Tagweird_shit

New Age for Nihilists

The_Road_bleak_scenery

Warren Ellis has identified and named something of a Ballardian inversion of the rather Gibsonian New Aesthetic: Extinction Aesthetic.

Extinction Symbol. Dark Extropianism. Apocalyptic Witchcraft. Dark Mountain. Uncivilisation. In The Dust Of This Planet. Health Goth. Accelerationism. After Nature/Dark Ecology/Ecognosis. Early signals: The New Nihilism, Speculative Realism, Neoreaction, Occulture. Cusp: Toxic Internet. Post-Westphalian.

Full Story: morning.computer: Extinction Aesthetic

The Morlocks/Omegas from X-Men: Last Stand

  • Amused to see healthgoth and neoreaction cited as part of the same current.
  • This brings to mind the new season of Utopia (the British conspiracy thriller, not the American reality show)
  • My imagined soundtrack: Bruxa. The Soft Moon. Burial. Zomby. Kode9. Sunn 0))). Karin Dreijer Andersson. Cult of Zir. Sister Mamie Foreskin.
  • If Minecraft is New Aesthetic, what is the Extinction Aesthetic equivalent?

See also:

Radiolab on In The Dust Of This Planet

Dark Theory

Post-Nihilism

Speculative Non-Buddhism

extinction symbol

Update: Ellis chimes in on Twitter: “Extinction Aesthetic equiv of Minecraft is A Dark Room, it suddenly & amusingly occurs to me.” (Presumably referring to this game).

These tiny scorpions would like to perform an important inspection of your old book collection, please

Book scorpion

Scientific American reports on the horrifying ecosystem of old books:

Book scorpions are the best/worst thing to happen to books, because book scorpions! But also book scorpions…

Properly known as pseudoscorpions, these tiny, tiny creatures have a fondness for old books, because old books also happen to contain delicious booklice and dust mites. And they’re really not book scorpions… at all because they can’t hurt us, and they’ve basically been performing a free pest control service since humans started stacking excessive numbers of dusty, bound-together piles of paper along our walls and nightstands. This arrangement works because old book-makers used to bind books using a starch-based glue that booklice and dust mites love, so without a healthy population of book scorpions patrolling your collection, those gross parasites are probably having a horrible, silent field-day chewing them all apart.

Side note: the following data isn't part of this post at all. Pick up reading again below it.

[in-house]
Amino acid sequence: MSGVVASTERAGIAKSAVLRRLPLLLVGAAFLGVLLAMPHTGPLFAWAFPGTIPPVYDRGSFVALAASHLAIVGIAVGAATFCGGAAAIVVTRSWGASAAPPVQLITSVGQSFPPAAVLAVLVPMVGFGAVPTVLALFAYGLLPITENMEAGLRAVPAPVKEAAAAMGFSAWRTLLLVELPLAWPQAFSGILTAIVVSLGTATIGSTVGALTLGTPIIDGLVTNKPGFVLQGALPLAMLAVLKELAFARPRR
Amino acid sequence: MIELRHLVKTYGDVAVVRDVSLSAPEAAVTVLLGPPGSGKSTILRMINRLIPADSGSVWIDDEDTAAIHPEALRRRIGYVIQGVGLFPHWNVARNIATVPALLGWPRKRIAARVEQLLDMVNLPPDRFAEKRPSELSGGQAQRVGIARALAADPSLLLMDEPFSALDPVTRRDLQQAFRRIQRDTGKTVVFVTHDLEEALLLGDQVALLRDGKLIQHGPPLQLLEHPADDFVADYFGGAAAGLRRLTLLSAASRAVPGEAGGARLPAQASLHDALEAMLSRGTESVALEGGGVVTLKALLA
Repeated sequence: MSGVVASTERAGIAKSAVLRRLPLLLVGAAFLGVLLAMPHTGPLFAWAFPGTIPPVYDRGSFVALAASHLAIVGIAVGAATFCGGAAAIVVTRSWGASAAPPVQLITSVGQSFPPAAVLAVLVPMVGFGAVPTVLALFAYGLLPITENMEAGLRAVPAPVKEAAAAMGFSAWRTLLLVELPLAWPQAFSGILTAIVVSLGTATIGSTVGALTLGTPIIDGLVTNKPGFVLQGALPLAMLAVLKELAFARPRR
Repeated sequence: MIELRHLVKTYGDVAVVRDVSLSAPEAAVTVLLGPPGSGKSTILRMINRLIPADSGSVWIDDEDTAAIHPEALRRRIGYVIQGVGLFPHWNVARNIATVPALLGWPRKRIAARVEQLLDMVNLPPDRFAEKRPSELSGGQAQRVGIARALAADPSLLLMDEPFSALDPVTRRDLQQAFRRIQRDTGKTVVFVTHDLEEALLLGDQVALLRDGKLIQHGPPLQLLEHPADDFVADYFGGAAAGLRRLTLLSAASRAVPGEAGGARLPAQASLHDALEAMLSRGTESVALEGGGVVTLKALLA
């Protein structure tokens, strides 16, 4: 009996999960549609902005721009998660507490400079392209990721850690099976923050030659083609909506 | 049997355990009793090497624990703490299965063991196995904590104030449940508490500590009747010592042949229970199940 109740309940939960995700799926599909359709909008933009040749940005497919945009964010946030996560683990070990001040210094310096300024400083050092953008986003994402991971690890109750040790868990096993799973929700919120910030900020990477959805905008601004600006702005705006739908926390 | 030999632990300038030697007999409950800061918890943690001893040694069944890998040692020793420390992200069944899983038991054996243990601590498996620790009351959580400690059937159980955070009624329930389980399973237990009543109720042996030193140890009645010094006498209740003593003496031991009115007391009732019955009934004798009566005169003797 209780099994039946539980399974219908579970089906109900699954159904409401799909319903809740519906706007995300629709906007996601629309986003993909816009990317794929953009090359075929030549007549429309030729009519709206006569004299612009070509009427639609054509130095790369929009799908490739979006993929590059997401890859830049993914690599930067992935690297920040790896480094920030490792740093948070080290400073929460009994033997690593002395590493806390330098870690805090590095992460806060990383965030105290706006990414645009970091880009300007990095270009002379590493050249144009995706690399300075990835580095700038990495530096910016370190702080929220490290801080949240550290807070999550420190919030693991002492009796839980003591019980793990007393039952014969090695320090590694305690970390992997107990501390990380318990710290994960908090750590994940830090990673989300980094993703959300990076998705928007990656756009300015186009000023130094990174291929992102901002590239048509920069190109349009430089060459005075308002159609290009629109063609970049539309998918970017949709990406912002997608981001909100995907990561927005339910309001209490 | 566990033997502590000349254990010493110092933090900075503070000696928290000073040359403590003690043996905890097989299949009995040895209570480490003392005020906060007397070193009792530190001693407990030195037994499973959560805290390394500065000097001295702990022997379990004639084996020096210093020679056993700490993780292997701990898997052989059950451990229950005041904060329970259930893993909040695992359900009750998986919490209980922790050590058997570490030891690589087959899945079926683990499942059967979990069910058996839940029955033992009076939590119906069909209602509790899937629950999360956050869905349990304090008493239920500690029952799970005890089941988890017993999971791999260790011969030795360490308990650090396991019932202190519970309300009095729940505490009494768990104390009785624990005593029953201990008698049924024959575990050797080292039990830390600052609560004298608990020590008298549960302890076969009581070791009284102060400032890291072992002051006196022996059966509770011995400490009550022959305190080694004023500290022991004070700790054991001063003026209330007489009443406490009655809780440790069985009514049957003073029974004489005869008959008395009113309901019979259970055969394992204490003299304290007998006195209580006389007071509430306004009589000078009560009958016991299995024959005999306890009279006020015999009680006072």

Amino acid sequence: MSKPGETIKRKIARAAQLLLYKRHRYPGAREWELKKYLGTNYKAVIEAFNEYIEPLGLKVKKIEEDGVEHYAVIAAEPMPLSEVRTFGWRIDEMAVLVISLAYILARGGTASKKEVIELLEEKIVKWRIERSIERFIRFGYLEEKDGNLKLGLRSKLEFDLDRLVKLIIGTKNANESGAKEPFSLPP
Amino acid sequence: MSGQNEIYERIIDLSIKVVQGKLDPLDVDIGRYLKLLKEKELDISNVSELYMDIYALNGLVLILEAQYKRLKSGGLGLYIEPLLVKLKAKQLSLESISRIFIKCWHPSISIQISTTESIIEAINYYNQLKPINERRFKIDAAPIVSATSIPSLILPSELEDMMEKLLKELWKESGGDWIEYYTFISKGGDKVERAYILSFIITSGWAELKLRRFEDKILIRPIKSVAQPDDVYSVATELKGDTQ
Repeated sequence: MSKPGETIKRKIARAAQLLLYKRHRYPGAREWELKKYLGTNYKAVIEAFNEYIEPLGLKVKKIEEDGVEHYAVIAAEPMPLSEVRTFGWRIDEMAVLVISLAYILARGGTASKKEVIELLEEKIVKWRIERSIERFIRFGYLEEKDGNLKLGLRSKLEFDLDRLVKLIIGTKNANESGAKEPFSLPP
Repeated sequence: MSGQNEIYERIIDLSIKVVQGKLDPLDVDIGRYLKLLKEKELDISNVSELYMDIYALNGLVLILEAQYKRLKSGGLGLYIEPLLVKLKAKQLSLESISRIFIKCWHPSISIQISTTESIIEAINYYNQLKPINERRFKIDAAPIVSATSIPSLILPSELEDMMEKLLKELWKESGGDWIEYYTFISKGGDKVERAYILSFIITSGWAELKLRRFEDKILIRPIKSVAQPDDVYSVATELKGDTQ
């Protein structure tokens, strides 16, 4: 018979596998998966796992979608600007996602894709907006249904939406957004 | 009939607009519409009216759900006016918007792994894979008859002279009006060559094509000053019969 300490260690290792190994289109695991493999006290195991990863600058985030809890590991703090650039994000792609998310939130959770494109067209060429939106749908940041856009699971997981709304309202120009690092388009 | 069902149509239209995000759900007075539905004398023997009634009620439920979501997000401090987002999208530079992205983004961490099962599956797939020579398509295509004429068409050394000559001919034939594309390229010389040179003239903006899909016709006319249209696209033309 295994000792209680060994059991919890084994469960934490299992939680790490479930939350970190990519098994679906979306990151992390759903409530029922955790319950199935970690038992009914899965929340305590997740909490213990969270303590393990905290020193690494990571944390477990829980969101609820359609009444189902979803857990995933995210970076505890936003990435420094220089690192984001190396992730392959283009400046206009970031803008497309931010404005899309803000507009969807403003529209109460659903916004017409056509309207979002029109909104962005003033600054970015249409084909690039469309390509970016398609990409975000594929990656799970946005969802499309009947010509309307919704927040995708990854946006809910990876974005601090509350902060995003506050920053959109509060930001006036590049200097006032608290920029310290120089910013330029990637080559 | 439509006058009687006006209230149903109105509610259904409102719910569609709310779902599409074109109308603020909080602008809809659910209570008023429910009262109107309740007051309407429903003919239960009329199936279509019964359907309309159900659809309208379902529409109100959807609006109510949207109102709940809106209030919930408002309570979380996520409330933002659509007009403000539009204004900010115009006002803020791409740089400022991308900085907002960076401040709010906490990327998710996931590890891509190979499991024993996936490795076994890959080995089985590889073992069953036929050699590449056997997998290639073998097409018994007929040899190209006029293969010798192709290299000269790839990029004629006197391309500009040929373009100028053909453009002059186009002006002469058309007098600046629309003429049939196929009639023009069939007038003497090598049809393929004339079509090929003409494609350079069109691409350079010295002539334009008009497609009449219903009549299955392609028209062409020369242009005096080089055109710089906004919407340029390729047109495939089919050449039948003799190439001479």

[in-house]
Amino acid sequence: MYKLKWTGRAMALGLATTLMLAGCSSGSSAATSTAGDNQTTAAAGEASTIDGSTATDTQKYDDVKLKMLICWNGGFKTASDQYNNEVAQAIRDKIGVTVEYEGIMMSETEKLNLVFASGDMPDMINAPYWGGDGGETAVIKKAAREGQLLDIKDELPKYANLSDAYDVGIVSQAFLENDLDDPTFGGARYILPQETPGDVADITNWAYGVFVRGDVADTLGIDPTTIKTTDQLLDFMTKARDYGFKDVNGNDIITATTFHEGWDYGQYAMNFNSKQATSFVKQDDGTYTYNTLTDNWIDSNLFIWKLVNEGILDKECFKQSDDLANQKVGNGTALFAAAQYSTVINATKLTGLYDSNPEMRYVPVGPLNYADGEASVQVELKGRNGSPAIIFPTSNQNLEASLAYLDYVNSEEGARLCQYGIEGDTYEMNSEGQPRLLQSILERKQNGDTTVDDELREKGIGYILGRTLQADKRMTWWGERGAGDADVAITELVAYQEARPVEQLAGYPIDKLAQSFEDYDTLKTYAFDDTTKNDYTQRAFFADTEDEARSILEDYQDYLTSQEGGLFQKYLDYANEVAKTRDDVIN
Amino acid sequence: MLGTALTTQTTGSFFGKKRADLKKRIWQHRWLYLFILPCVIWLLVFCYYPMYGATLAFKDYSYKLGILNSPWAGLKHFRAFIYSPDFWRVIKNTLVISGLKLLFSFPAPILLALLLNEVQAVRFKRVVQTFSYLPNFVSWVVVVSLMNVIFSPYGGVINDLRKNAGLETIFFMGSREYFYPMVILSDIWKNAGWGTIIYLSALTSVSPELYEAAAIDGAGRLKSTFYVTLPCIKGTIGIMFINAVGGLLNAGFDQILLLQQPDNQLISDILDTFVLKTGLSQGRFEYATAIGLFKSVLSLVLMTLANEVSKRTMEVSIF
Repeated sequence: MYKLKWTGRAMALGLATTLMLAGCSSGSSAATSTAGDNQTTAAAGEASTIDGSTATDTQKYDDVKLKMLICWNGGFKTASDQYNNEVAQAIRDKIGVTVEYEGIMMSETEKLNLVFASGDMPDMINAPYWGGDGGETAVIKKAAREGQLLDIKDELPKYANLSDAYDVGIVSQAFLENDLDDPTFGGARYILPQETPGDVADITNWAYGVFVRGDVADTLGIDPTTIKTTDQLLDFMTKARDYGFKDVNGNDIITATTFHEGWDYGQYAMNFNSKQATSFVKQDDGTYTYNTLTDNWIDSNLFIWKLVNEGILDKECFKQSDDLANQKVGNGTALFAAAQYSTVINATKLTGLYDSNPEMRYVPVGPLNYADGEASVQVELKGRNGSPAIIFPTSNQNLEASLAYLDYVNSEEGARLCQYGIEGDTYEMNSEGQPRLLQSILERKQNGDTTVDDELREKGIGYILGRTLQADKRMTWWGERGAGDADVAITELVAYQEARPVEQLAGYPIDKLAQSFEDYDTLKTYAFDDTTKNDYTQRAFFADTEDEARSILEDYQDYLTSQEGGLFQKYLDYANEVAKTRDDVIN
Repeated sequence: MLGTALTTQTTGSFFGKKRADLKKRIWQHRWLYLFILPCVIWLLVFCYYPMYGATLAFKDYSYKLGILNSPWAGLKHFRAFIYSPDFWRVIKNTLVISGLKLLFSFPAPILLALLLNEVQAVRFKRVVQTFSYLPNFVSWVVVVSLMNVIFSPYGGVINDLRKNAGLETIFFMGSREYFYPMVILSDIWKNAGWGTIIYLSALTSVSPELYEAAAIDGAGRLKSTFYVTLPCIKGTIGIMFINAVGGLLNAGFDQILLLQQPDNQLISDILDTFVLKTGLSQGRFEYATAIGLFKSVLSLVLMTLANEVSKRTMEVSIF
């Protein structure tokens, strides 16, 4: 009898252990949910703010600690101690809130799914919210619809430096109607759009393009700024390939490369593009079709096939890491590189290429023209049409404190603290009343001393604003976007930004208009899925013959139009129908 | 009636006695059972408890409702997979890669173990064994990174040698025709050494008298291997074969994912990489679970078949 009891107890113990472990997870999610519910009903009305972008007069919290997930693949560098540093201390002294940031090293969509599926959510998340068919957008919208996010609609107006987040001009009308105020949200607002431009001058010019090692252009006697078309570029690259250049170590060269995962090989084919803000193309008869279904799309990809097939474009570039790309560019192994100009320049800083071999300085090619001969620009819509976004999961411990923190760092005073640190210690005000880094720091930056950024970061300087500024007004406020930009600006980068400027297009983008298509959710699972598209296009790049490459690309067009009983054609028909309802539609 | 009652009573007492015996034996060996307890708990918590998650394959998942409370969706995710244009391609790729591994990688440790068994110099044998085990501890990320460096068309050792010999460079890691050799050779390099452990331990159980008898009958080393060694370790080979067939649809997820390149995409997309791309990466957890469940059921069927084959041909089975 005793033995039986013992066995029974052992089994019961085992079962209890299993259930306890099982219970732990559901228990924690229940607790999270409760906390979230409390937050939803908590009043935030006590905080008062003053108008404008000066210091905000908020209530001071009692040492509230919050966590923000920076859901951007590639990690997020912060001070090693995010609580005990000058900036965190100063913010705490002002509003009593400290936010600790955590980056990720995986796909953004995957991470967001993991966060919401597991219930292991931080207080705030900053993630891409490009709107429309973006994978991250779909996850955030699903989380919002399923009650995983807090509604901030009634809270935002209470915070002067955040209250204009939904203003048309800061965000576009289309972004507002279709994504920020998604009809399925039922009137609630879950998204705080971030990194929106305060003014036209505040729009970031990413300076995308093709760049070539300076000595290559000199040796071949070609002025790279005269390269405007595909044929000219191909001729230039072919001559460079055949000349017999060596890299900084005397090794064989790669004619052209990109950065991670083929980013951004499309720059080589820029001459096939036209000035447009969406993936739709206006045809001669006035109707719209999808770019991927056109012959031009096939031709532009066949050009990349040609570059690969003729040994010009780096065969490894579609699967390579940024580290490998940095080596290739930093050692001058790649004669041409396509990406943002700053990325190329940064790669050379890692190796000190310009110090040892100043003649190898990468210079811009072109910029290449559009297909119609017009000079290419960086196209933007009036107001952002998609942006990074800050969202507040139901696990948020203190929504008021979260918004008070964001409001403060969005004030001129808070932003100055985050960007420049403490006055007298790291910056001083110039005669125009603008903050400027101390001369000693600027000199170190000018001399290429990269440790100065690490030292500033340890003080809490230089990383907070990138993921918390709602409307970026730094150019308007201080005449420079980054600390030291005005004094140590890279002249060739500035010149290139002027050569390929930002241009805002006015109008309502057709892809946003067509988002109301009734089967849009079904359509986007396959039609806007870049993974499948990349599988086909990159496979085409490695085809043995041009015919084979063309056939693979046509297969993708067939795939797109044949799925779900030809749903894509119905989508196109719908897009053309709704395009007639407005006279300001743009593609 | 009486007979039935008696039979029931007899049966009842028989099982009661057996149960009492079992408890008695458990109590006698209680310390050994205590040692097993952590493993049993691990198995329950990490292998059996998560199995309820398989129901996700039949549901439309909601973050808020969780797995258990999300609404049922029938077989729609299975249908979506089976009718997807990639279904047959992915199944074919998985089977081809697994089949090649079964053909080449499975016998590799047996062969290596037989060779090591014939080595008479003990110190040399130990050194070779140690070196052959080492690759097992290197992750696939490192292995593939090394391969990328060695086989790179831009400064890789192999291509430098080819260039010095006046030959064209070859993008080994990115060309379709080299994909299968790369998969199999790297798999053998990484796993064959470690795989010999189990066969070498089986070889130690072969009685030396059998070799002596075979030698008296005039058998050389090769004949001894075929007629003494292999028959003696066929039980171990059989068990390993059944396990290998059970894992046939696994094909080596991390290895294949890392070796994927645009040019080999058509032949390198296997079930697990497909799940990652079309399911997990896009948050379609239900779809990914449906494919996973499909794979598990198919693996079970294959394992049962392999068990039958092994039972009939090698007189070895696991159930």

Full Story: These tiny scorpions would like to perform an important inspection of your old book collection, please

(via Matt Staggs)

The strange building in the Mojave desert designed by an alien

Integraton

I think this probably counts as psychetecture. The New York Times reports:

Three miles south of Giant Rock, across a scrubby expanse, you will find an even more extraordinary sight: a circular, dome-topped building, 38 feet tall and 55 feet in diameter, constructed by Van Tassel over the course of nearly two decades in accordance with the instructions of his extraterrestrial architectural patron. A sign above the gated entrance to the property proclaims the name that Van Tassel gave to his time machine: the Integratron.

“It’s the most amazing structure I’ve ever seen,” says Joanne Karl, who bought the building 14 years ago with her sisters Nancy and Patty. In fact, the Integratron is a sort of time machine, or at least a time capsule. It is an immaculately preserved artifact of midcentury modernist design, and a totem of 1950s U.F.O.-ology culture — the mixture of Cold War paranoia and occult spirituality that drew true believers to remote reaches of the Desert Southwest in search of flying saucers and free-floating enlightenment. Under the ownership of the Karls, it has become a unique tourist destination: perhaps the oddest spot in a very odd corner of the world, a magnet for new generations of spiritual questers and for the just plain curious. “Nobody comes to the Integratron and just shrugs,” says Joanne. “You don’t leave and say, ‘Oh, that was nothing.’ ”

Full Story: New York Times: Welcome to the Integraton

(via Jen Fong-Adwent)

See also: the work of Paul Laffoley.

Check out my noise art installation at the Weird Shift gallery in Portland

Weird Shift installation

Above is a look at my interactive noise art installation at the Weird Shift gallery in Portland, Oregon. I call it “Experiments in Psychetecture.” I don’t want to give too much away, and I’m feeling lazy about trying to describe it. But here’s the basic idea behind it:

Typically, a Psychetect performance would consist of me playing with this ensemble in front of a group of people. But I’ve never been entirely comfortable with this arrangement, since to me the main work that goes into the piece isn’t the final improvisation that goes with a setup, but the construction of a setup. This installation gives me the opportunity to simply let the people formally known as the listeners perform for themselves, while cutting me out of this finally step entirely.